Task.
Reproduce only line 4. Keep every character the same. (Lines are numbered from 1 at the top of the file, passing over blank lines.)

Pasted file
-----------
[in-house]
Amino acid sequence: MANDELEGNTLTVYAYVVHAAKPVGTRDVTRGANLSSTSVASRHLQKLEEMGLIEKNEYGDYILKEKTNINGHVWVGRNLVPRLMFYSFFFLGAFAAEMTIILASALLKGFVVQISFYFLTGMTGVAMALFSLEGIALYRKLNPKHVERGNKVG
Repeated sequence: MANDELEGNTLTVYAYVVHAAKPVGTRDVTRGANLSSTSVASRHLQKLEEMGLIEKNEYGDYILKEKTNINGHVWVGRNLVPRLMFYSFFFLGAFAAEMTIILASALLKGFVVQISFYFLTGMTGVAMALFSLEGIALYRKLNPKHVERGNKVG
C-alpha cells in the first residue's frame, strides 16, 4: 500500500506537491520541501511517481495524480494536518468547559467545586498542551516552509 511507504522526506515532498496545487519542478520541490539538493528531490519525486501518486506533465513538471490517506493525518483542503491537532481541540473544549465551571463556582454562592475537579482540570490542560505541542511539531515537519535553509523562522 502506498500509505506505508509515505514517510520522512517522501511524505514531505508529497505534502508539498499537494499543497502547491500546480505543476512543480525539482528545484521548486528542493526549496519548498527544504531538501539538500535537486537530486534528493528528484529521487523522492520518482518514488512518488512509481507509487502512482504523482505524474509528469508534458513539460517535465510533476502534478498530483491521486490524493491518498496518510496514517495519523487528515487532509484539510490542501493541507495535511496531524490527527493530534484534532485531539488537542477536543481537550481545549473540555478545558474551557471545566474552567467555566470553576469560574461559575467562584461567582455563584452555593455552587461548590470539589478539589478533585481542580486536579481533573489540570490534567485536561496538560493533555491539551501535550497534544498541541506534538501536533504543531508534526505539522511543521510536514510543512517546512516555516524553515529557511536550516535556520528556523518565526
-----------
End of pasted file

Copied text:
C-alpha cells in the first residue's frame, strides 16, 4: 500500500506537491520541501511517481495524480494536518468547559467545586498542551516552509 511507504522526506515532498496545487519542478520541490539538493528531490519525486501518486506533465513538471490517506493525518483542503491537532481541540473544549465551571463556582454562592475537579482540570490542560505541542511539531515537519535553509523562522 502506498500509505506505508509515505514517510520522512517522501511524505514531505508529497505534502508539498499537494499543497502547491500546480505543476512543480525539482528545484521548486528542493526549496519548498527544504531538501539538500535537486537530486534528493528528484529521487523522492520518482518514488512518488512509481507509487502512482504523482505524474509528469508534458513539460517535465510533476502534478498530483491521486490524493491518498496518510496514517495519523487528515487532509484539510490542501493541507495535511496531524490527527493530534484534532485531539488537542477536543481537550481545549473540555478545558474551557471545566474552567467555566470553576469560574461559575467562584461567582455563584452555593455552587461548590470539589478539589478533585481542580486536579481533573489540570490534567485536561496538560493533555491539551501535550497534544498541541506534538501536533504543531508534526505539522511543521510536514510543512517546512516555516524553515529557511536550516535556520528556523518565526